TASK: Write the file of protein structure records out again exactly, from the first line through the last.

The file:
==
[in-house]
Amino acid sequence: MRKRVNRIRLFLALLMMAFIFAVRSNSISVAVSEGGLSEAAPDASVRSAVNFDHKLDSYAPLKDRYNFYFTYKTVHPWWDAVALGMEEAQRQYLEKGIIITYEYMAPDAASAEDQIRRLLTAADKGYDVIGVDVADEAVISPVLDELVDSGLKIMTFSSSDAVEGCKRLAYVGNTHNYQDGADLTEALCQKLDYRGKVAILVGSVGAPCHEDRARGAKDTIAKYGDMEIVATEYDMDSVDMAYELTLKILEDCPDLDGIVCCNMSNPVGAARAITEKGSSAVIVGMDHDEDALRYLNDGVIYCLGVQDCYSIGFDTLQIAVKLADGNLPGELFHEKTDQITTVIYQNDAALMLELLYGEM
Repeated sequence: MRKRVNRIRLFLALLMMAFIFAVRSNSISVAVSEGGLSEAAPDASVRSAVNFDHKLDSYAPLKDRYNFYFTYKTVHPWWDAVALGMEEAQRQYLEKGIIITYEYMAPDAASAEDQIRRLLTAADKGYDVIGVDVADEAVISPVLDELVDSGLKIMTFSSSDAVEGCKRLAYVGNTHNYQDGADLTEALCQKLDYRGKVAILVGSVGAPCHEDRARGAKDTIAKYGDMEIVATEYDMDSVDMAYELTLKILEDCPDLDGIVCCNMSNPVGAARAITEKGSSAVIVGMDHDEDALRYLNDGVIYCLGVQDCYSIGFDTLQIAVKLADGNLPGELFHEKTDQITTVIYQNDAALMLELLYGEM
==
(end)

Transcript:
[in-house]
Amino acid sequence: MRKRVNRIRLFLALLMMAFIFAVRSNSISVAVSEGGLSEAAPDASVRSAVNFDHKLDSYAPLKDRYNFYFTYKTVHPWWDAVALGMEEAQRQYLEKGIIITYEYMAPDAASAEDQIRRLLTAADKGYDVIGVDVADEAVISPVLDELVDSGLKIMTFSSSDAVEGCKRLAYVGNTHNYQDGADLTEALCQKLDYRGKVAILVGSVGAPCHEDRARGAKDTIAKYGDMEIVATEYDMDSVDMAYELTLKILEDCPDLDGIVCCNMSNPVGAARAITEKGSSAVIVGMDHDEDALRYLNDGVIYCLGVQDCYSIGFDTLQIAVKLADGNLPGELFHEKTDQITTVIYQNDAALMLELLYGEM
Repeated sequence: MRKRVNRIRLFLALLMMAFIFAVRSNSISVAVSEGGLSEAAPDASVRSAVNFDHKLDSYAPLKDRYNFYFTYKTVHPWWDAVALGMEEAQRQYLEKGIIITYEYMAPDAASAEDQIRRLLTAADKGYDVIGVDVADEAVISPVLDELVDSGLKIMTFSSSDAVEGCKRLAYVGNTHNYQDGADLTEALCQKLDYRGKVAILVGSVGAPCHEDRARGAKDTIAKYGDMEIVATEYDMDSVDMAYELTLKILEDCPDLDGIVCCNMSNPVGAARAITEKGSSAVIVGMDHDEDALRYLNDGVIYCLGVQDCYSIGFDTLQIAVKLADGNLPGELFHEKTDQITTVIYQNDAALMLELLYGEM